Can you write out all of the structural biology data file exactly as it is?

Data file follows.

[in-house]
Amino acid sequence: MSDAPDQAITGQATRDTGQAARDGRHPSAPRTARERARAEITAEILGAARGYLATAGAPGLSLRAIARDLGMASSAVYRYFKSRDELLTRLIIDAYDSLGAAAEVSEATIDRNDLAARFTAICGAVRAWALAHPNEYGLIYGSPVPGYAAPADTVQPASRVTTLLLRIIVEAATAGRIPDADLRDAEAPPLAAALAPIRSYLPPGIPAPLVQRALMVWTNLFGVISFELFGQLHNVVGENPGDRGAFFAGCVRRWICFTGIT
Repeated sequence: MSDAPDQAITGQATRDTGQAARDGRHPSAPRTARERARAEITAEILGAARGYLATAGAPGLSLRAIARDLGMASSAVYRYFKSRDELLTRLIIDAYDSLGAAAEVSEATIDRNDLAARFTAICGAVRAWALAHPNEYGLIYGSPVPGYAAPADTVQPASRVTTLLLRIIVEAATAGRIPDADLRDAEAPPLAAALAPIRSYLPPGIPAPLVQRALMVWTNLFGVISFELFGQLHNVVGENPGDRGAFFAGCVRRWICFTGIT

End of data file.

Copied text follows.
[in-house]
Amino acid sequence: MSDAPDQAITGQATRDTGQAARDGRHPSAPRTARERARAEITAEILGAARGYLATAGAPGLSLRAIARDLGMASSAVYRYFKSRDELLTRLIIDAYDSLGAAAEVSEATIDRNDLAARFTAICGAVRAWALAHPNEYGLIYGSPVPGYAAPADTVQPASRVTTLLLRIIVEAATAGRIPDADLRDAEAPPLAAALAPIRSYLPPGIPAPLVQRALMVWTNLFGVISFELFGQLHNVVGENPGDRGAFFAGCVRRWICFTGIT
Repeated sequence: MSDAPDQAITGQATRDTGQAARDGRHPSAPRTARERARAEITAEILGAARGYLATAGAPGLSLRAIARDLGMASSAVYRYFKSRDELLTRLIIDAYDSLGAAAEVSEATIDRNDLAARFTAICGAVRAWALAHPNEYGLIYGSPVPGYAAPADTVQPASRVTTLLLRIIVEAATAGRIPDADLRDAEAPPLAAALAPIRSYLPPGIPAPLVQRALMVWTNLFGVISFELFGQLHNVVGENPGDRGAFFAGCVRRWICFTGIT